I've been overwhelmed by the love, passion, and commitment that you have all demonstrated over the past two weeks.  Thank you all, from the bottom of my heart.

Many of you have asked if there will be another blogathon on this site.  The answer is "yes."  Here's the problem.  I'm starting graduate school in two weeks.  I don't know what my workload will be like when I start.  Therefore, I don't want to commit to hosting another blogathon before I know whether or not I'll have the time to curate it.  But if I find that I'll be too busy, then the next blogathon won't be until May, when my classes let out.


If I find that I CAN manage my workload and have enough extra time left over, I'd like to hold my next blogathon in December or early January.  Of course, I will post the information for the next blogathon on my site a few months in advance so that we have enough time to write our articles.  And, yes, I DO have a topic picked out for the next blogathon.  NO, I will not be telling you all, yet.  I have a certain...how shall I put this...connection...that may be able to bring the next blogathon a great deal of attention.  By that I mean that my next blogathon could very literally gain a wee bit of media attention...at least among the world-wide blogging community.  It's on a topic that literally ANYONE who loves film can write on.  It isn't limited to any genre, country, or time period.  And, no...it isn't another "favorite film" blogathon.  I'll let you know as soon as I have more details.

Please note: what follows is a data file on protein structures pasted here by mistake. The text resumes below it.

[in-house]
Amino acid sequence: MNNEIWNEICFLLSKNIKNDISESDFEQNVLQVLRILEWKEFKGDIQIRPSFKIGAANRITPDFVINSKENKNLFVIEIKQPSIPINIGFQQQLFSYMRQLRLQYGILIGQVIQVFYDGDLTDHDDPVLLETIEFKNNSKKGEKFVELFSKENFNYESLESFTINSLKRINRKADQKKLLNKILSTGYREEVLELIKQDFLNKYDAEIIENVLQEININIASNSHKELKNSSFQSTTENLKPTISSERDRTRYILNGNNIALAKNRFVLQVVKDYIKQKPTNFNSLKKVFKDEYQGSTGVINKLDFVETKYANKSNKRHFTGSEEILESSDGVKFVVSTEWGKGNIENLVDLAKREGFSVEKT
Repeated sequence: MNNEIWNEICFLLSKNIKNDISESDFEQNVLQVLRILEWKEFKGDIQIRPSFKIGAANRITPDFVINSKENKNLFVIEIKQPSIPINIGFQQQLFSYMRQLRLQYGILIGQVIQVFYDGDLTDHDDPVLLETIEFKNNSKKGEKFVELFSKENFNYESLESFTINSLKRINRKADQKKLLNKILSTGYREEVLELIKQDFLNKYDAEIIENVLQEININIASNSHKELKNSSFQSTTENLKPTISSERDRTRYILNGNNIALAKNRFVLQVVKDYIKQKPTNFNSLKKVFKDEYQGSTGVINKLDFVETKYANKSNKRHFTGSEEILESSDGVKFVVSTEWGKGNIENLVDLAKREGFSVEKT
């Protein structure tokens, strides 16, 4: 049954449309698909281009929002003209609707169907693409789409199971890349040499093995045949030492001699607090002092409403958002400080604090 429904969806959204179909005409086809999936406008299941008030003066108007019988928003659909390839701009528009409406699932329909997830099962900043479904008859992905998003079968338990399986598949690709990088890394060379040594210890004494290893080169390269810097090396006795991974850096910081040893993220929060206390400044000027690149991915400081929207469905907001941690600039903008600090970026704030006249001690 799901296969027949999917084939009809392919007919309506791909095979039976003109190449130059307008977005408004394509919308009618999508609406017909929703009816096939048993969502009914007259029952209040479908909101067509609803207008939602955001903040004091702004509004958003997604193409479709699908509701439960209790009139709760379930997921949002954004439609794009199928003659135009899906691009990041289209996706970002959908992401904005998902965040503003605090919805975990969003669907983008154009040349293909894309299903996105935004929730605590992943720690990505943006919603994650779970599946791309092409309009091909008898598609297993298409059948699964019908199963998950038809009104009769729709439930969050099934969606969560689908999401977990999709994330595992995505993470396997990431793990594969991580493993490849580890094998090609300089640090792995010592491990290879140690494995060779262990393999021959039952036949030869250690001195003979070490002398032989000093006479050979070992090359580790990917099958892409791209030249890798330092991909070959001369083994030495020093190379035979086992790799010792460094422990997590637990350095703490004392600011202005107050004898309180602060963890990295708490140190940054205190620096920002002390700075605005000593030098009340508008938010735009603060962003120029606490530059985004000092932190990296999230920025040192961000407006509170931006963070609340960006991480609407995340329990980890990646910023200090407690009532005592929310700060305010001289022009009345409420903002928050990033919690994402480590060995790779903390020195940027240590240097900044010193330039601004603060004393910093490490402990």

Anyway, I just want to say thank you again for all of the bloggers and readers out there who have made this blogathon special.  I hope to see all of you again come this December.